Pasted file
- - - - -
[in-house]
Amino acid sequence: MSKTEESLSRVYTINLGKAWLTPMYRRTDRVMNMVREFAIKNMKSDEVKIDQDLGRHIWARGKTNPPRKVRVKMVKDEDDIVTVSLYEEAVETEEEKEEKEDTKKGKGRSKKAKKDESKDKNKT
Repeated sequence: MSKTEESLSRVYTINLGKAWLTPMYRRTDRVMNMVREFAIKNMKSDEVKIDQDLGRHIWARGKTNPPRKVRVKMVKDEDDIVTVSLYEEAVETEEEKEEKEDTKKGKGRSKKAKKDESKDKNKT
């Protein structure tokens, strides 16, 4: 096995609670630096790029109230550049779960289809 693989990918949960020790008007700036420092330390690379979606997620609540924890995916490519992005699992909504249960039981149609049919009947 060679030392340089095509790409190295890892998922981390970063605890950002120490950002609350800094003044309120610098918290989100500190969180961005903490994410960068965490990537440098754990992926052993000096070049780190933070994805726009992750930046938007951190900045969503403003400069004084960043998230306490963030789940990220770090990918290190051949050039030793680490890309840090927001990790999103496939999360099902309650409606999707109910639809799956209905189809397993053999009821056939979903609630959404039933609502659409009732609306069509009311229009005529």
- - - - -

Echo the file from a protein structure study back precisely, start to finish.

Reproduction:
[in-house]
Amino acid sequence: MSKTEESLSRVYTINLGKAWLTPMYRRTDRVMNMVREFAIKNMKSDEVKIDQDLGRHIWARGKTNPPRKVRVKMVKDEDDIVTVSLYEEAVETEEEKEEKEDTKKGKGRSKKAKKDESKDKNKT
Repeated sequence: MSKTEESLSRVYTINLGKAWLTPMYRRTDRVMNMVREFAIKNMKSDEVKIDQDLGRHIWARGKTNPPRKVRVKMVKDEDDIVTVSLYEEAVETEEEKEEKEDTKKGKGRSKKAKKDESKDKNKT
């Protein structure tokens, strides 16, 4: 096995609670630096790029109230550049779960289809 693989990918949960020790008007700036420092330390690379979606997620609540924890995916490519992005699992909504249960039981149609049919009947 060679030392340089095509790409190295890892998922981390970063605890950002120490950002609350800094003044309120610098918290989100500190969180961005903490994410960068965490990537440098754990992926052993000096070049780190933070994805726009992750930046938007951190900045969503403003400069004084960043998230306490963030789940990220770090990918290190051949050039030793680490890309840090927001990790999103496939999360099902309650409606999707109910639809799956209905189809397993053999009821056939979903609630959404039933609502659409009732609306069509009311229009005529």